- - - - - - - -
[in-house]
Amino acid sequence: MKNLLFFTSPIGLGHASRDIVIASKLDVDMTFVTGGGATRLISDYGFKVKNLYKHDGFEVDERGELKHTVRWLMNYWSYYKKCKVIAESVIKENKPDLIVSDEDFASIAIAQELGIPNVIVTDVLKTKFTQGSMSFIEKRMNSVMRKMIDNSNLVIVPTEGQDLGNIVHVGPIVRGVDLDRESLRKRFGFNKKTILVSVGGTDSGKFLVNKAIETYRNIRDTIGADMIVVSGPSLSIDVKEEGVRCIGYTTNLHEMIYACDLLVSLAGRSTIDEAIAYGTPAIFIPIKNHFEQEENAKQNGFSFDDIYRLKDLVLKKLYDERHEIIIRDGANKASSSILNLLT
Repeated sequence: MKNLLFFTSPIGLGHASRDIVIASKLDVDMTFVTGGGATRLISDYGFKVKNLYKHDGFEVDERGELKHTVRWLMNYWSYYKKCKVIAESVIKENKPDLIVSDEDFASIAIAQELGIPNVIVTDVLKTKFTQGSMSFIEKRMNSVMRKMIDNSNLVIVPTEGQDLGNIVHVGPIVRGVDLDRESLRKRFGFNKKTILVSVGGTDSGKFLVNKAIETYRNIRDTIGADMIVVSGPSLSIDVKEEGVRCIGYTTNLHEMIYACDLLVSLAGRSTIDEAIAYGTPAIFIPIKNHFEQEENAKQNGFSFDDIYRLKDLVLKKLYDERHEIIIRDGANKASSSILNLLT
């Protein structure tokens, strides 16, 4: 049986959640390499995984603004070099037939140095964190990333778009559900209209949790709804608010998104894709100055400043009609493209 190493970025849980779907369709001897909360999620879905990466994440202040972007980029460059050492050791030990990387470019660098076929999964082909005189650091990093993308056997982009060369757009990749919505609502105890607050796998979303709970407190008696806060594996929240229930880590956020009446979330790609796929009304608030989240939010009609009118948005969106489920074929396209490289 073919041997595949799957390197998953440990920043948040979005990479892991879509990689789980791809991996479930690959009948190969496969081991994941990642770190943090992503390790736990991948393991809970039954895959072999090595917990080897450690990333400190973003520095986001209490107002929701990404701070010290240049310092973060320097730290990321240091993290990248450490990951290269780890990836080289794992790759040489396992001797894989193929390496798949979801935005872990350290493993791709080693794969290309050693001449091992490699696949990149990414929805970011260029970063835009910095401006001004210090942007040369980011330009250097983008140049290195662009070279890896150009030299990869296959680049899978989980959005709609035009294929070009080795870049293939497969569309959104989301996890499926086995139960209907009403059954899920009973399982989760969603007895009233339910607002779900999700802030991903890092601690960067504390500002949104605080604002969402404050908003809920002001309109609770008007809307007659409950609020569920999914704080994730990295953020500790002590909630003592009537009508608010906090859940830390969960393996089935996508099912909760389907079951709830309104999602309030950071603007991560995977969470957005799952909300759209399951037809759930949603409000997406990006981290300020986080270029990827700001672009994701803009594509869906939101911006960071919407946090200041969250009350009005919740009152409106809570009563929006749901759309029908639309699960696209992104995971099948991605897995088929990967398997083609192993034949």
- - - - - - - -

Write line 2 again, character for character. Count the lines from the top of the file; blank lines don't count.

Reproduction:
Amino acid sequence: MKNLLFFTSPIGLGHASRDIVIASKLDVDMTFVTGGGATRLISDYGFKVKNLYKHDGFEVDERGELKHTVRWLMNYWSYYKKCKVIAESVIKENKPDLIVSDEDFASIAIAQELGIPNVIVTDVLKTKFTQGSMSFIEKRMNSVMRKMIDNSNLVIVPTEGQDLGNIVHVGPIVRGVDLDRESLRKRFGFNKKTILVSVGGTDSGKFLVNKAIETYRNIRDTIGADMIVVSGPSLSIDVKEEGVRCIGYTTNLHEMIYACDLLVSLAGRSTIDEAIAYGTPAIFIPIKNHFEQEENAKQNGFSFDDIYRLKDLVLKKLYDERHEIIIRDGANKASSSILNLLT